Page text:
Despite his reservations, Korsch rapidly rose to be a leader of the KPO. He became editor of the party journal and a deputy in the Reichstag. This he owed to his theoretical preeminence for, although he had always rejected social-democratic “Marxism,” he had been led in his legal studies to see society and the economy as the basis of legal systems and, during the brief liberation of Marxism from orthodoxy his previous philosophical, sociological and economic studies served him well. However, this situation soon changed; after 1923 he was obviously on the left-wing of the KPD; in 1924 his 1923 book Marxism and Philosophy was denounced at the executive meeting of the communist international and he was removed from his editorial position in 1925; in 1926 he was excluded from the KPD. According to Mattick, Korsch always had a critical attitude to the emerging Russian state but in the early period of the Russian revolution, when all the forces of reaction were arrayed against it, he believed that a revolutionary had to support it. Furthermore, although the Russian revolution had to be a capitalist one, i.e., its mission was to develop capital and a proletariat in underdeveloped Russia, it still had a revolutionary significance if the break in -the world system could be extended westward into Germany. Once Russia had reached its accommodation with Germany and other capitalist powers and had turned the Communist International into a foreign instrument of its national purposes, a revolutionary had to break with Russia. Thus in 1926 he joined the “Resolute Left” – an ultra-left group opposed to the new Russian bureaucracy and its German ally, the KPD. Even earlier he had been in contact with Sapranov of the “Democratic Centralism” group within the Russian party who believed that the Russian proletariat should break with the Bolsheviks. (Korsch’s views on these questions can be found in the article in French by Mattick. Very similar views are to be found in Society of the Spectacle by Guy Debord in the section “The Proletariat as subject and as representation.”)
Unfortunately Korsch’s political articles on Bolshevism are not yet available in English (1). On the other hand we have most of his articles on Marxist theory and these make plain why the split had to occur. In his 1923 work Marxism and Philosophy Korsch claimed to be attempting to “restore” the correct Marxian position on this question in the same way, and for the same revolutionary purposes, as Lenin had restored the Marxist position on the state in State and Revolution (a pamphlet denounced as “anarchist” by the other Bolsheviks). In fact what he did was to show how Marxism had become an ideology of the workers’ movement: for Korsch Marxism, whether in its pre-1848 “philosophical” form or its post-1848 “scientific” form, was neither a science nor a philosophy, it was either the theoretical consciousness of a proletarian revolutionary practice or it was a “Marxist” ideology unrelated to practice or, concealing a counter-revolutionary practice. All this was placed in the context of violent attack on the orthodox Marxism of Kautsky, and hence, said Korsch, was against the second International and for the third International. In saying these things, Korsch trampled on all that Marxist orthodoxy, German or Russian, social-democratic or Bolshevik, held dear.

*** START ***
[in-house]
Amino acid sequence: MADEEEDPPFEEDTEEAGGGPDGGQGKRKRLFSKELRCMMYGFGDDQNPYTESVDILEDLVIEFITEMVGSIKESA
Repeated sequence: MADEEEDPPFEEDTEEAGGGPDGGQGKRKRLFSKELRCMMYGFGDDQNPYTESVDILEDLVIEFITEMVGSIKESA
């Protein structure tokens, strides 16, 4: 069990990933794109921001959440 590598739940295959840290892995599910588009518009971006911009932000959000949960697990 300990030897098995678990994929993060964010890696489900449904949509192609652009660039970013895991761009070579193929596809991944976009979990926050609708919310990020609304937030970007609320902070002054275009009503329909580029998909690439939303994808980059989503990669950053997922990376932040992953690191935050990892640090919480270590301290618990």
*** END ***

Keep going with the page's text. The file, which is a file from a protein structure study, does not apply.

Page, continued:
In 1930 when Korsch returned to the question to write an anti-critique he was clear on what had happened. Unbeknown to him, he had been “guilty” of deviation from the emerging Marxist-Leninist orthodoxy based on Kautsky and Plekhanov. Thus for the Russians there was a materialist Marxist philosophy (given in Lenin’s Materialism and Empirio-Criticism) and also a Marxist science which, following Kautsky, had to be brought to the proletariat from outside by bourgeois intellectuals (as expounded in Lenin’s What is to be Done?). Thus what Korsch had thought to be a new, third, current in Marxism was just a new ideological variant of the old Marxist orthodoxy. The special features of Bolshevism were merely a reflection of the special tasks which the ideology was to perform in undeveloped Russia. This discovery of the ideological nature of communist theory and the collapse and the collapse of all revolutionary Marxist workers’ movements in the face of counter-revolution, implied a re-evaluation of Marxism.
For Korsch Marxist theory was the general expression of the existing revolutionary movement. In counter-revolutionary periods Marxism could be developed further in Its scientific content but once Marxism was developed as a pure science separate from its connection with the proletarian movement it tended to become an ideology. Thus the link between theory and practice was not anything to do with the application of a science but meant simply that theory was the articulated consciousness of a practical revolutionary movement. To re-establish the link required the existence of a proletarian revolutionary movement and the purging of Marxism of all its ideological and bourgeois elements. The only movement which answered to the description in the Europe of the 1930’s was the Spanish anarchist movement and so Korsch, while continuing his work on Marxist theory, also studied Bakunin and the anarchist movement.